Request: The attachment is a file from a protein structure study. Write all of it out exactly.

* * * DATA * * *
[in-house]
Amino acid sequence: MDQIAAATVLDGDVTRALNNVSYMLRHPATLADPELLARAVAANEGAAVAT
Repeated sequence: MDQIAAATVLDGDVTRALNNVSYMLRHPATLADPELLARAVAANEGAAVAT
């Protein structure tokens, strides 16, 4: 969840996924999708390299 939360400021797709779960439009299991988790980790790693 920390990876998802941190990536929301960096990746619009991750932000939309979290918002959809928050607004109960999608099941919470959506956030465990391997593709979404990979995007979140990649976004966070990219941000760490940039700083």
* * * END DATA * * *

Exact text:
[in-house]
Amino acid sequence: MDQIAAATVLDGDVTRALNNVSYMLRHPATLADPELLARAVAANEGAAVAT
Repeated sequence: MDQIAAATVLDGDVTRALNNVSYMLRHPATLADPELLARAVAANEGAAVAT
């Protein structure tokens, strides 16, 4: 969840996924999708390299 939360400021797709779960439009299991988790980790790693 920390990876998802941190990536929301960096990746619009991750932000939309979290918002959809928050607004109960999608099941919470959506956030465990391997593709979404990979995007979140990649976004966070990219941000760490940039700083």